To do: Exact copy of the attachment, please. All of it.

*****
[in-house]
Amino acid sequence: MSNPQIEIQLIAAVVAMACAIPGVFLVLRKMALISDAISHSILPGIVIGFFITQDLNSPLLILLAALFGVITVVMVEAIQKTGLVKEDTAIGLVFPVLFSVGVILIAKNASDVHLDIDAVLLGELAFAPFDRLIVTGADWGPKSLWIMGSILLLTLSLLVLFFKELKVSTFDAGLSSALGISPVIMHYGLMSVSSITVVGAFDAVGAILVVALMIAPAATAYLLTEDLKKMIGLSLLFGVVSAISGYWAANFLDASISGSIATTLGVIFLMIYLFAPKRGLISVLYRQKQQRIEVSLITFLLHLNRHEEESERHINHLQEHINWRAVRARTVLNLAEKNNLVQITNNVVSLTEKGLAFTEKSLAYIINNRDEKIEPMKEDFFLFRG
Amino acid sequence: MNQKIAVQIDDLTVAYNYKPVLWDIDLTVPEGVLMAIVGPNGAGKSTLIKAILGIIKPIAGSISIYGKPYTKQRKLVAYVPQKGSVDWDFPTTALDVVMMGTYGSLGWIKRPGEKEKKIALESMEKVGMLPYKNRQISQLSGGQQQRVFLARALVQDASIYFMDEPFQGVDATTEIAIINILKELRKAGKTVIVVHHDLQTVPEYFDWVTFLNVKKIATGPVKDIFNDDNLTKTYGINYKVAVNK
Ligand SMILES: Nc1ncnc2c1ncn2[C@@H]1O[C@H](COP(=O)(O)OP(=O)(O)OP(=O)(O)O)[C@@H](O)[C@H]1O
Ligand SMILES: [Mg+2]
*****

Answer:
[in-house]
Amino acid sequence: MSNPQIEIQLIAAVVAMACAIPGVFLVLRKMALISDAISHSILPGIVIGFFITQDLNSPLLILLAALFGVITVVMVEAIQKTGLVKEDTAIGLVFPVLFSVGVILIAKNASDVHLDIDAVLLGELAFAPFDRLIVTGADWGPKSLWIMGSILLLTLSLLVLFFKELKVSTFDAGLSSALGISPVIMHYGLMSVSSITVVGAFDAVGAILVVALMIAPAATAYLLTEDLKKMIGLSLLFGVVSAISGYWAANFLDASISGSIATTLGVIFLMIYLFAPKRGLISVLYRQKQQRIEVSLITFLLHLNRHEEESERHINHLQEHINWRAVRARTVLNLAEKNNLVQITNNVVSLTEKGLAFTEKSLAYIINNRDEKIEPMKEDFFLFRG
Amino acid sequence: MNQKIAVQIDDLTVAYNYKPVLWDIDLTVPEGVLMAIVGPNGAGKSTLIKAILGIIKPIAGSISIYGKPYTKQRKLVAYVPQKGSVDWDFPTTALDVVMMGTYGSLGWIKRPGEKEKKIALESMEKVGMLPYKNRQISQLSGGQQQRVFLARALVQDASIYFMDEPFQGVDATTEIAIINILKELRKAGKTVIVVHHDLQTVPEYFDWVTFLNVKKIATGPVKDIFNDDNLTKTYGINYKVAVNK
Ligand SMILES: Nc1ncnc2c1ncn2[C@@H]1O[C@H](COP(=O)(O)OP(=O)(O)OP(=O)(O)O)[C@@H](O)[C@H]1O
Ligand SMILES: [Mg+2]